5 Ways to Tear Down the Donor Pyramid

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5 Ways to Tear Down the Donor Pyramid

Click here to read on The Chronicle of Philanthropy

By  Drew Lindsay


Invite donors to join your work — as experts. As it prepared a legacy-giving marketing campaign, the Mennonite Central Committee of Canada, an international relief group, sent six potential digital ads to several hundred donors — individuals who had been giving monthly for 10 years or more but had not yet made a bequest. In a casual accompanying note, Rosie Steinmann, the organization’s gift planning adviser, asked the donors for their insights as loyal supporters of the organization.

Which ad would be most effective? she asked. Steinmann confessed that she was new to MCC. “I’ve never actually done it before,” she said of creating such ads.

“We wanted to co-create the ads” with donors, says Brad Quiring, manager of donor engagement.

The informal focus group bore much fruit. Comments from the donors, who favored an ad featuring a woman in Chad helped by MCC, provided fundraisers insights about what might inspire loyal donors to include the organization in their wills. Several also indicated they might want to make a bequest gift, opening the door for follow-up.


Flatten the donor hierarchy. A few years ago, the Cincinnati Opera dropped its requirement that board members donate at least $6,000 each year. The organization needed to bring on trustees with a wide array of talents, and preferably some who were younger, says chief philanthropy officer Joe Peacock. A big gift could have been a deal-breaker for some.

That step led to others aimed at showing appreciation to all donors, regardless of their gift size. The opera’s programs and annual reports no longer sort donors based on giving level; everyone is listed alphabetically. Those who make small gifts — a group that previously received only token benefits like restaurant discount cards — are now invited to events previously reserved for top-tier contributors. Anyone who made a gift of $25 or more was invited to a once-exclusive lunch featuring a panel with actors, and it drew a packed house.


Weave Presents, a performing-arts group on Bainbridge Island outside Seattle, styled its first fundraising campaign on Bernie Sanders, not Carnegie Hall. Founder and executive director Liza Pascal wanted to emulate the Vermont politician and onetime presidential candidate, who’s known for his skill at raising buckets of small-dollar political contributions.

Rather than build the typical gift pyramid, with 80 or 90 percent of the dollars coming from a handful of wealthy donors at the top, Weave this year launched the $5+1 Community Campaign. The ask: $5 a month. In return, the donor gets a free ticket for someone new to Weave.

Pascal describes the drive as her flagship campaign. It’s not like I’m going to say no to somebody who walks in with a big check. But that wasn’t going to be how I led.”

Pascal, a violinist and music producer who moved to the island from New York City, opened Weave in 2019 to showcase “voices that have been disenfranchised” — local, national, and international artists who are women, people of color, immigrants, gay, lesbian, trans, and more. The organization’s fundraising must reflect that same drive for equity, she says.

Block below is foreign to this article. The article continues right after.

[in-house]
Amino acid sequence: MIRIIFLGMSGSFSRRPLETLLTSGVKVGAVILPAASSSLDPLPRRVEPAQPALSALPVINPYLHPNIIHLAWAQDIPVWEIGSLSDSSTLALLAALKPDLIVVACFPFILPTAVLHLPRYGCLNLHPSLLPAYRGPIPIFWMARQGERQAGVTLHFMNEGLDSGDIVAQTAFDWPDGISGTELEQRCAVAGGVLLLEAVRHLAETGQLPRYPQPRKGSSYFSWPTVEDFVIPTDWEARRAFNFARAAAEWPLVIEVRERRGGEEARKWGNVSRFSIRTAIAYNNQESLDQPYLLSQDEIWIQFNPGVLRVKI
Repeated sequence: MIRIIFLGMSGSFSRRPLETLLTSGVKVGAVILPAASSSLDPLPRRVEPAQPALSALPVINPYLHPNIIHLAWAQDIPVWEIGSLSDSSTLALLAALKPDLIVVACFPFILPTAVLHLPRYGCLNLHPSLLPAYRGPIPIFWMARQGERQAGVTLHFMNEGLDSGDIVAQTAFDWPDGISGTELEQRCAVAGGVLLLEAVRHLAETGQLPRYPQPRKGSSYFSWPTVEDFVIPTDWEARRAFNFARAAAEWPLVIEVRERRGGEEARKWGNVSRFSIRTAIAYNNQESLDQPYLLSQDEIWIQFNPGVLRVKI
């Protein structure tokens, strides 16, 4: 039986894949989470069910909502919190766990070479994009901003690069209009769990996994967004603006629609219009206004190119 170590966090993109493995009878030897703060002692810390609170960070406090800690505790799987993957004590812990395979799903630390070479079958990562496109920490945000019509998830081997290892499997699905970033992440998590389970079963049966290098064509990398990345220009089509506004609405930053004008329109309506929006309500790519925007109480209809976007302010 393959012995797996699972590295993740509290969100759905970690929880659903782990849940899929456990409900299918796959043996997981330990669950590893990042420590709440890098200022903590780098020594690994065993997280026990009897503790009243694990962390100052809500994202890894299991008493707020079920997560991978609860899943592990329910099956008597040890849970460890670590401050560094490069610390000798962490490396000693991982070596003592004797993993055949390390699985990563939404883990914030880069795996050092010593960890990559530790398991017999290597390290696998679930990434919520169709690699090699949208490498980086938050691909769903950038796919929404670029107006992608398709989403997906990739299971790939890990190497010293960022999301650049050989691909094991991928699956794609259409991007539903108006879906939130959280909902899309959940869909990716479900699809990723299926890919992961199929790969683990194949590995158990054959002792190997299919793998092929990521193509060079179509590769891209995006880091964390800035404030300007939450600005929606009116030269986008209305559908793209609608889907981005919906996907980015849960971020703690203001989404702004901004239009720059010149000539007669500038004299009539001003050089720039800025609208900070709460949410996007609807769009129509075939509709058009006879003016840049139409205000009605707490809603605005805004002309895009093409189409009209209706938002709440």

Bring together the Balkanized office. The donor pyramid provides the organizational blueprint for development offices, with a division for mass fundraising working the pyramid’s base, a midlevel-giving team at the next level, and major- and legacy-gift officers tending to the peak. The problem: Departments often operate in silos, rarely sharing strategy or even talking to each other, says Mike Duerksen, founder of the BuildGood fundraising agency. Each fights to protect its budget and seeks credit for big gifts to justify money and staff for its work.

The band The New Triumph, performs at Weave, a Bainbridge Island performing arts group.
Instead of building the typical gift pyramid, Weave Presents conducted a $5+1 Community Campaign: Donors who gave $5 a month got a free ticket to pass on to someone who was new to the performing-arts venue.

“Attribution is fundamentally broken,” Duerksen says. “So many things now work together that it’s often hard to tell where a gift came from and what motivated the donor to give.”

Earthjustice counters such isolating tendencies by mapping the entire history of a donor — not just the record of who was in the room when a big gift landed. When frontline fundraisers report on interactions with major-gift prospects, staff review their first gift and giving over time, whom they’ve spoken with in the organization, the mail they’ve received, etc. If the donor makes a large contribution, “it’s not just about the major gift itself,” says Abigail Oduol, a senior development officer in planned gifts. “It’s about what led them there.”


Give everyone a lift. In twice-weekly emails to alumni and supporters, Cornell’s advancement marketing team aims to make the university relevant and valuable. One of its recent notes included promotions of a webinar on effective decision making and a financial-planning discussion for young alumni. One summertime staple: a guide for vacationing in New York’s Finger Lakes region, home to Cornell.

Staff also taps into the cultural zeitgeist. For the widely celebrated Star Wars-themed “May the 4th Be With You,” it created a downloadable poster with the Death Star spaceship looming over Cornell’s nighttime skyline. This summer the team planned how to lift spirits during the December holidays, says Ashley Budd, director of operations for advancement and alumni affairs. “Sometimes, we’re just trying to put a smile on their face.”


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